Might Want to Practice

What is the Common Factor Here?

Sometimes I check in on this April 4, 2005 piece to see if the Times has gotten around to correcting it. As of today, they have not! Sometimes I hope they never will.

But crozier mistakes are understandable. Less understandable? Saying Jesus is buried in the Church of the Holy Sepulchre, that Easter marks Jesus’ “resurrection into heaven,” that St. Patrick is known for banishing slaves from Ireland, or that William Butler Yeats is the author of the Book of Hebrews.
The mainstream media lobbies hard for gun control, but it is very, very bad at gun journalism. It might be impossible ever to bridge the divide between the gun-control and gun-rights movements. But it’s impossible to start a dialogue when you don’t know what the hell you are talking about.

Media stories in the wake of mass shootings typically feature a laundry list of mistakes that reflect their writers’ inexperience with guns and gun culture. Some of them are small but telling: conflating automatic and semi-automatic weapons, assault rifle and assault weapon, caliber and gauge—all demonstrating a general lack of familiarity with firearms. Some of them are bigger. Like calling for “common-sense gun control” and “universal background checks” after instances in which a shooter purchased a gun legally and passed background checks. Or focusing on mass shootings involving assault weapons—and thereby ignoring statistics that show that far more people die from handguns.

Considering that a quick online search should provide all the information journalists need to get this right, it’s amazing that journalists don’t know the difference between an assault rifle and an assault weapon. An assault rifle is a fully automatic weapon that can fire multiple rounds with a single pull of the trigger, up to 950 rounds per minute. An assault weapon is a semi-automatic gun that can accept detachable magazines and has a pistol grip and foldable stock (to increase the gun’s length). The term assault weapon itself, of disputed origin, is a thorn in the side of gun enthusiasts, who point out that the differences between “assault weapons” and other semi-automatics are largely cosmetic and don’t increase the gun’s lethality.

DB: National Defense Service Medal for Journalist who Fired Bazooka AR-15

A journalist from the New York Daily News has been awarded the National Defense Service Medal in recognition of his honorable service during a time of crisis, a Pentagon spokesperson announced today. The recipient will also be eligible to receive disability compensation from the Department of Veterans Affairs within the next decade.

Gersh Kuntzman, a veteran journalist of 30 years, put down the pen to take up the sword on Wednesday, traveling from New York to Philadelphia to experience the thrill of firing a military-grade weapon similar to the one used in the Orlando terror attack.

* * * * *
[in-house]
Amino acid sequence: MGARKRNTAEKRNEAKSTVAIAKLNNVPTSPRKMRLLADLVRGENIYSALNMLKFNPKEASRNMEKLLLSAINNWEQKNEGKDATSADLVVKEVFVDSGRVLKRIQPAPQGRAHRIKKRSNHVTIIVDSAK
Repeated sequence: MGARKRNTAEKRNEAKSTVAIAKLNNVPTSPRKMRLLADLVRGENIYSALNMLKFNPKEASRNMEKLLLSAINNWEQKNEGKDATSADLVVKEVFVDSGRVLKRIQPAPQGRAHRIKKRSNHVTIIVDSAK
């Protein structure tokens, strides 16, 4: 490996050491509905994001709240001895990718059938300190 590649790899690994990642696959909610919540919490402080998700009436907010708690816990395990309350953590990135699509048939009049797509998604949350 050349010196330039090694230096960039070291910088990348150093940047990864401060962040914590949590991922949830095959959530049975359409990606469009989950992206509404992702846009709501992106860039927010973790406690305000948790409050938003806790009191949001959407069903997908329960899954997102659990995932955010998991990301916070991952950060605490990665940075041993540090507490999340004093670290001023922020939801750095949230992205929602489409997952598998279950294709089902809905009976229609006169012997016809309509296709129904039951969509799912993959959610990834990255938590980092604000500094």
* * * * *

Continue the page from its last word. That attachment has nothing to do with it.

Kuntzman’s battle-weary, critically-acclaimed memoir, “What is it like to fire an AR-15? It’s horrifying, menacing and very, very loud,” quickly gained widespread acclaim, including the notice of many active-duty service members, who lauded his steadfast heroics.

“We here in the Department of Defense are in awe of Mr. Kuntzman’s martial prowess and noble sacrifice to this nation,” said Lt. Col. Patricia Green, a Pentagon spokesperson. “Shooting an AR-15 is exactly the same as being in combat, as evidenced by Mr. Kuntzman’s self-diagnosed PTSD.”

The AR-15 assault bazooka is the civilian counterpart to the military’s M4A1 bazooka. The shoulder-fired weapon is renowned for its crippling recoil and deafening boom, leading many bazooka enthusiasts to train their children from an early age to develop the tolerance required to handle such a mighty instrument of destruction.

The Status of the Infinite

A friend of mine who is a philosopher of mathematics says that the biggest debates his field is having is on the status of the infinite. Here are three introductory problems -- not by far the whole thing, but an introduction to the thing.

Cold Chisel

Not the usual around here, but ya never know what people will like.

"Khe Sanh," the unofficial Aussie anthem, or so I'm told by highly reliable sources1:

"Shipping Steel," trucking the outback

For breakfast fans

1My best Aussie drinking buddy, if you must know.

Kevin Drum: The NRA Is Right This Time

There are plenty of gun-control measures I'd support. Banning high-cap magazines, for one. But banning gun sales to anyone who's ever caught the FBI's attention? No thanks. Senate Democrats have finally put me in the position of agreeing with the NRA. Nice work, folks.
It's been a stunning week, watching Democrats declare that due process needs to be permanently suspended for gun sales. It's clear that the right to keep and bear arms isn't even a second-class right in their view: it's a privilege, one they feel the American people have proven they deserve to lose.

How can you square this with the oath you took as a Senator, though? Even if you believe -- as Hillary Clinton has argued -- that Heller was wrongly decided, the Constitution is really firm on due process. 'We have to get rid of due process' is the very next thing to 'We should have the power to make whatever rules we want for the Good of the State.'

Does Anyone at DHS Actually Speak American English?

From a Free Beacon report:
Government agencies should employ “American English instead of religious, legal and cultural terms like ‘jihad,’ ‘sharia,’ ‘takfir’ or ‘umma,’” states the June 2016 report by the Council’s countering violent extremism subcommittee....